Let’s dance. The holiness comes out of putting one word into motion with another, setting their touch and release in flexible order in the hope that, reaching out, reception might lead to an uncomprehending but felt understanding, with the thud that marks, internally, the knowledge that I have fallen in love with… you, wonderful you. Hearing a song (in one’s head or outside it), writing it down, singing it and then dancing are bodily acts addressing another body: ‘My beloved is mine and I am my beloved’s’ (Song of Songs, 2:16). A crowd of friends is watching. They witness the pairing. The pairing takes place in a community it helps to create, and which holds the two together, giving them the space both public and private that all new lovers need.

The Song of Songs calls forth ‘my love’ (a person) again and again; it names ‘lover,’ ‘beloved,’ ‘friends,’ and tells of ‘lovemaking’ and ‘loving,’ but if it mentions the deity, it does so with the utmost indirection.[5] Only infrequently does it say ‘love,’ the abstract noun we mean when we say, for example, I wanna know what love is or ask What’s love got to do with it? A heart-stopping definition comes, finally, almost at the end of the Song: ‘love is strong as death’; ‘love is as fierce as death’ (Song of Songs, 8:6).[6]

When the inevitable end comes, that word ‘love,’ what it means and does, is still there, holding open its embrace: relentless, ferocious, singing.

© Mary Gossy, Dramaturg



[1] The Song of Songs, translated and with an introduction and commentary by Chana Bloch and Ariel Bloch; foreword by Stephen Mitchell, afterword by Robert Alter (Modern Library/Random House, 1995; U. of California Press, 1998) is a good introduction to the work. It offers a facing Hebrew-English translation. Its ample notes on its own and other translations and commentary provide help to readers and nonreaders of Hebrew and steer a calm and middle course through scholarly and other interpretive literature on the Song.

[2] Bloch and Bloch, 22-25.

[3] Bloch and Bloch, 27-29.

[4] For a clear and concise statement of the Song of Song’s’ history and liturgical usage in Judaism, see Samuel Barth, (April 18, 2014), Jewish Theological Seminary, New York, New York.

[5] See Chana and Ariel Blochs’ note on 8:6, 213. See also Barth, note 4

[6] ‘Strong’ and ‘fierce’ present at once in the Hebrew word, such that the Blochs translate it “strong/fierce.”

8:6, 213.

Discover more

One dancer lies on the floor with their leg and toes pointing upwards while another jumps in the air behind them.

Read: Guardian interview with Pam Tanowitz

Despite her work being described as the greatest dance theatre of the century, Tanowitz can still be found ‘backstage, throwing up’ before shows. Will her new production, based on a Hebrew love poem, help her finally embrace success?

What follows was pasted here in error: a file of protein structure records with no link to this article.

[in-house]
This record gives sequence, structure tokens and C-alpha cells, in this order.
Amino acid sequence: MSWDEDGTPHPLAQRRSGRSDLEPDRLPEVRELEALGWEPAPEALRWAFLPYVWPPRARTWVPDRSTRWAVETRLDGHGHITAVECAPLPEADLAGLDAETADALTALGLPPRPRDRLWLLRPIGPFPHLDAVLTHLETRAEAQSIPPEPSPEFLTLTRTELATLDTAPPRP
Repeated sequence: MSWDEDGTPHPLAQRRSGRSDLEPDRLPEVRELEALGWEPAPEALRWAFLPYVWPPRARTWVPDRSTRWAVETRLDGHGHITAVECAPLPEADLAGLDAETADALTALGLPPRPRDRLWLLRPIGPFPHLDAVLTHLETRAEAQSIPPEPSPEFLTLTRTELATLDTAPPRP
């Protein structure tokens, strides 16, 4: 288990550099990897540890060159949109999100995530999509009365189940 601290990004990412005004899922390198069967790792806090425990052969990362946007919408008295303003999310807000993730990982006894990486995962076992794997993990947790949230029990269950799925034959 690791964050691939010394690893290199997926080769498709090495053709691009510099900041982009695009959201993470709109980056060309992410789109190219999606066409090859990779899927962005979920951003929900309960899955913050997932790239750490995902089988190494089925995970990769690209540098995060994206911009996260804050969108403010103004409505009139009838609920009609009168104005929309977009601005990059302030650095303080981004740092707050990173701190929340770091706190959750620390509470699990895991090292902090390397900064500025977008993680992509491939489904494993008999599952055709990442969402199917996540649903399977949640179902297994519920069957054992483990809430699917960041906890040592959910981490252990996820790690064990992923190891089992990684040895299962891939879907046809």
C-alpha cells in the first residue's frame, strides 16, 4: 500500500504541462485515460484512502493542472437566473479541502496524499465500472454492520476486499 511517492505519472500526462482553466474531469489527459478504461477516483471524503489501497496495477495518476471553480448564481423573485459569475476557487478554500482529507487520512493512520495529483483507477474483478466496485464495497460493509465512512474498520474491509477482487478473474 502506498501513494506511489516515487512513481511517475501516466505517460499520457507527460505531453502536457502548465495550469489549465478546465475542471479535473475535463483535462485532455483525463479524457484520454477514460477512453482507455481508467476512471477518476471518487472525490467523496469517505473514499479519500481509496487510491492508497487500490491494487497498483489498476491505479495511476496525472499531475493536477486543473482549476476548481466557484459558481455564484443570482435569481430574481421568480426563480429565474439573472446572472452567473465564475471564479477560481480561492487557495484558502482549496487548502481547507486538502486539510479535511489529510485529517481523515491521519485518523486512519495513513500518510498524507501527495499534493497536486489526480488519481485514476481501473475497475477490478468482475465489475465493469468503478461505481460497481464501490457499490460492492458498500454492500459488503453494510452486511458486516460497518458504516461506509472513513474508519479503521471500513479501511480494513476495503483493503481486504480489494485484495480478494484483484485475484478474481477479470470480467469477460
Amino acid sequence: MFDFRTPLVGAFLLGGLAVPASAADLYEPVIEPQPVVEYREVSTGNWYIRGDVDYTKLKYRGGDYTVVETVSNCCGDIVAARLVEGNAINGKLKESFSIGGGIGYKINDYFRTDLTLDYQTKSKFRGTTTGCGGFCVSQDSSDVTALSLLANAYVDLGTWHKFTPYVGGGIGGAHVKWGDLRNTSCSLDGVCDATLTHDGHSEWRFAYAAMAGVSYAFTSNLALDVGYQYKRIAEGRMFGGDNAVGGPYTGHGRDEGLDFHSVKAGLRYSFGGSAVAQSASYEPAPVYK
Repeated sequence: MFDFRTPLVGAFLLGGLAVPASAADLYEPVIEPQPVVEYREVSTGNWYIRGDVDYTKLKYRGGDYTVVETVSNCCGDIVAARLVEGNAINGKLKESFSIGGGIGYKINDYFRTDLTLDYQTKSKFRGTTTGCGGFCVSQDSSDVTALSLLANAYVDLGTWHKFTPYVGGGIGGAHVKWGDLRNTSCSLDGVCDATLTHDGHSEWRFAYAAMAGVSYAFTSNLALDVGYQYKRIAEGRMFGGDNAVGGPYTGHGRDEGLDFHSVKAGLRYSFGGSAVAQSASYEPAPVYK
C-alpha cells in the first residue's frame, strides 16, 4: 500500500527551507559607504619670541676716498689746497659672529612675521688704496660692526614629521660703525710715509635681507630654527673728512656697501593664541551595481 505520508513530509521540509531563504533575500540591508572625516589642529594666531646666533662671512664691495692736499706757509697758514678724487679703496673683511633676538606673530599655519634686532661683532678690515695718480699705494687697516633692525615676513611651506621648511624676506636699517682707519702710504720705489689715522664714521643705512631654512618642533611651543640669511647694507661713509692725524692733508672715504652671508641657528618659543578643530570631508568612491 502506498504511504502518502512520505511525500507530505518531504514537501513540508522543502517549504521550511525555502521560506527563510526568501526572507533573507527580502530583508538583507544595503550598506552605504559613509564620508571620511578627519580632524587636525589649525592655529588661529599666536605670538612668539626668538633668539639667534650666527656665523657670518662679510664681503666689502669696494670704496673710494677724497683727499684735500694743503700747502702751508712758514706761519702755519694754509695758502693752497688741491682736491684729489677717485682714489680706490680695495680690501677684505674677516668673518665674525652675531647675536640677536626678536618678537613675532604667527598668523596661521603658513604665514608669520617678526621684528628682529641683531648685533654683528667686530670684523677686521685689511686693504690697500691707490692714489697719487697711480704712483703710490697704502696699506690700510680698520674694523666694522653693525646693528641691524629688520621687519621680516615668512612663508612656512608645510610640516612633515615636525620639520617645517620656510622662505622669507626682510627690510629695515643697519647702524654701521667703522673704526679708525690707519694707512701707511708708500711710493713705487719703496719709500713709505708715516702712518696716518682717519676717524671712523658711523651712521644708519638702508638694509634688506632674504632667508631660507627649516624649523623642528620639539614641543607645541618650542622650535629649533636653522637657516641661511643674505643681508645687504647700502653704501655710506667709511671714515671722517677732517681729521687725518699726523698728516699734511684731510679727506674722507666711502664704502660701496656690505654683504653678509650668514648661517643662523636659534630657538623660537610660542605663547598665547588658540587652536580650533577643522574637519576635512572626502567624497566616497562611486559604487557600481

Kara Chan 
Kara Chan is a New York City-based freelance dancer and dance educator, originally from Vancouver, Canada. She has danced lead roles with Twyla Tharp Dance, for which she also assisted in staging Deuce Coupe and Ghostcatcher on American Ballet Theatre. Most recently, she appeared in Justin Peck’s world premiere of Illinois, a dance-music-theatre piece based on Sufjan Steven’s album, which premiered at the Fisher Center in June 2023. Other performance work includes Artemis in Athens with Lar Lubovitch Dance Company; The Hard Nut with Mark Morris Dance Group; Janis Brenner & Dancers; Dance Heginbotham; Gleich Dances; Merce Cunningham Trust; and Barkin/Selissen Project,  among many others. A BFA graduate from The Juilliard School, Kara Chan was named one of Dance Magazine’s ‘25 to Watch’ for 2020.

Maggie Cloud
Maggie Cloud is a New York City-based performer and acupuncturist. She has been seen in the choreographic work of Moriah Evans, Beth Gill, John Jasperse, Neal Medlyn, Sarah Michelson, Pam Tanowitz, Gillian Walsh, the Merce Cunningham Trust and The Metropolitan Opera. She has taught at Chen Dance Center, Brooklyn Arts Exchange and at the University of the Arts.

Christine Flores 
Christine Flores is originally from Toronto, Ontario and has been working with Pam Tanowitz since 2016. She graduated from New World School of the Arts (Miami) in 2015 with a BFA in Dance and received additional training at Springboard Danse Montreal, the Contemporary Program at Jacob’s Pillow, and Cunningham Fellowship workshops. Named one of Dance Magazine’s ‘25 to Watch’ for 2021, Christine Flores is currently based out of New York City and has performed with Company XIV, Dance Heginbotham, Keigwin + Company, Danielle Russo Performance Project, NVA & Guests and Shinsa Collective.

Zachary Gonder
Zachary Gonder was born north of Chicago and trained at the Chicago Academy for the Arts, under the tutelage of Randy Duncan. He graduated from The Juilliard School in 2018 where he performed works by Austin McCormick, Aszure Barton, Pam Tanowitz, Richard Alston, Gustavo Ramirez Sansano and Crystal Pite. He lives in Brooklyn, where he is a performer with Pam Tanowitz Dance. He was also a swing in Justin Peck’s new show, Illinois. Other performance work includes PARA.MAR Dance, Brian Brooks Moving Company, the Mark Morris Dance Group, Zvi Gotheiner Dance, Studio 189 and the Lyric Opera of Chicago.